Since the release of DG+Design’s documentary film, Front Range Change, Colorado has continued its march toward a cleaner energy future, prompting a revisit of the state’s clean energy transition.
Colorado has been on the cutting edge of clean energy policy adoption since it passed the nation’s first renewable portfolio standard (RPS) through a ballot initiative in 2004. The initial RPS was followed by several legislative increases under the Ritter administration to get to 30 percent by 2020. Then, the last decade saw sweeping policy under the Clean Air Clean Jobs Act (2010) and the Colorado Energy Plan (2018) to retire coal plants in favor of natural gas and renewable energy.
Just before the debut of Front Range Change at the Lyons International Film Festival, Colorado’s largest utility, Xcel Energy, announced its plan to be 100 percent carbon free by 2050 and emit 80 percent less carbon by 2030. The announcement was groundbreaking and Xcel claimed to be the “first major U.S electricity provider with a vision to serve customers with 100 percent carbon-free electricity by 2050”.
Let’s review Colorado’s progress over the past year and continue this story beyond the scope of Front Range Change. Here are some of the notable updates:
In May 2019, Colorado Governor Jared Polis signed a suite of bills on renewable energy, energy efficiency, and emissions with an overarching goal for the state’s electricity grid to be 100 percent renewable by 2040.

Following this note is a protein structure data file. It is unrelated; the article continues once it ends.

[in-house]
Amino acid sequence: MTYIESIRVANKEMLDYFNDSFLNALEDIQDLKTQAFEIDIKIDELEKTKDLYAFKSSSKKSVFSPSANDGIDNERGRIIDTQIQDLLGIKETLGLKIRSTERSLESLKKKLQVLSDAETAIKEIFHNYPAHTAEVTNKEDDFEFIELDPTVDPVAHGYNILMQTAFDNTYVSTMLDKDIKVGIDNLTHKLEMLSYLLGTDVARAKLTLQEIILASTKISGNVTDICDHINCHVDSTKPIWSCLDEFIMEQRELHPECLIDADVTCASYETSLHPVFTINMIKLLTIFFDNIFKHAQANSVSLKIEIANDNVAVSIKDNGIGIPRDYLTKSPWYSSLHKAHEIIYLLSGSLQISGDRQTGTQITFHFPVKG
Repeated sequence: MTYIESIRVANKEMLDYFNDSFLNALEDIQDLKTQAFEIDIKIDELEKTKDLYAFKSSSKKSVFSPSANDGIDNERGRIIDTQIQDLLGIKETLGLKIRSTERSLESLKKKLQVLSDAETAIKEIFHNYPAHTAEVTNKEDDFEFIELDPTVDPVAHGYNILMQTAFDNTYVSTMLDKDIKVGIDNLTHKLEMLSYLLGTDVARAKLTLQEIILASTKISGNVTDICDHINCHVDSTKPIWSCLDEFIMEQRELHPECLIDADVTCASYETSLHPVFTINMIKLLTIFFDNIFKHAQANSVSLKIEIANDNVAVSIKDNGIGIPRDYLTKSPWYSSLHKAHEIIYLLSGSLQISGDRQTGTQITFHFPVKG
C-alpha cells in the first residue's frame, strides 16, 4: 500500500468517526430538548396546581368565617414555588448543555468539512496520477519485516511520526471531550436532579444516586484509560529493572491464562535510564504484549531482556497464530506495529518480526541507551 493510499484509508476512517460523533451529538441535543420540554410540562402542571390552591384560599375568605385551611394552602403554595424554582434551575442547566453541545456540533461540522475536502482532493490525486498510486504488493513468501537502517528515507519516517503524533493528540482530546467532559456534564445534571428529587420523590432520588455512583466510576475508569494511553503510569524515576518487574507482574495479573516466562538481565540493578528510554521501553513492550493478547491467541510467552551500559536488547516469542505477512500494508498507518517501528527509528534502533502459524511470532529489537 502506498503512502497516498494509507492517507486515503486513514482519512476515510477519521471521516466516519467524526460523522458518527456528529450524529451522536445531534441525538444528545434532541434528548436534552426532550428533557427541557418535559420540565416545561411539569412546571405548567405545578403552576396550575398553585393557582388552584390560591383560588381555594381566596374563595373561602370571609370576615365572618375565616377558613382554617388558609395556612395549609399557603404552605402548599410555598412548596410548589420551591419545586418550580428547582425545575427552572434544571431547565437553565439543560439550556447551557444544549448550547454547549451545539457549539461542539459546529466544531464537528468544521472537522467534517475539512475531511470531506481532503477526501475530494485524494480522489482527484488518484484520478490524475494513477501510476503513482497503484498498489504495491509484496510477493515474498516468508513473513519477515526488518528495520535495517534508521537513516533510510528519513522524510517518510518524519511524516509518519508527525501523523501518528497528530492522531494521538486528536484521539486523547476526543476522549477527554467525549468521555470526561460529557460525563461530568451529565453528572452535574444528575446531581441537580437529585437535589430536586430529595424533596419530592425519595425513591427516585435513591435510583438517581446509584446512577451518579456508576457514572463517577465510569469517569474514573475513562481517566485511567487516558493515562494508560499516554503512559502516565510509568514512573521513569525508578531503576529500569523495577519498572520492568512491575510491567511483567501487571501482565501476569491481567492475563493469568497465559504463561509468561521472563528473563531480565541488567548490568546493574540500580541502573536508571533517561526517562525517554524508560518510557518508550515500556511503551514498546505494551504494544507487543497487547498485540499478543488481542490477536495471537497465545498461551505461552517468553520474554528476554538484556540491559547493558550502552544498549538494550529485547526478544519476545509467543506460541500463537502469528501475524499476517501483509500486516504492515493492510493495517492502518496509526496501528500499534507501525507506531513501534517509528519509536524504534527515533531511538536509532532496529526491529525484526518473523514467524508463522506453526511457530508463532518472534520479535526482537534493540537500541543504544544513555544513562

Legislation included an expansion of the community solar project capacity limit to 5 megawatts, and an option up to 10 megawatts (MW) in 2023. The state’s electric vehicle tax credit was also extended.
The Clean Air Clean Jobs Act and The Colorado Energy Plan set in motion the retirement planning for a handful of coal power plants across the state, representing 702 and 660 MW of capacity, respectively.
Since Front Range Change, other coal reductions are taking shape. Most recently, Tri-State Generation and Transmission Association announced that it would close coal power plants across New Mexico and Colorado. For Colorado’ that means the retirement of Craig Station (below), a 1,285 MW plant in the northwestern part of the state.
In August 2019, the Colorado Air Quality Control Commission approved a standard that requires at least 5 percent of automobile manufacturers vehicles to be electric. It might not seem like a huge step, but it does push the state forward for electric vehicle adoption.
The two corporations are some of the largest in Colorado and their carbon footprint reduction will certainly make an impact.
DaVita expects to procure 100 percent renewable energy by 2022. The company is working with Longroad Energy on wind and solar virtual power purchase agreements (PPAs) in Texas. Ball Corporation is using the same framework to achieve 100 percent renewable electricity by the end of 2021.
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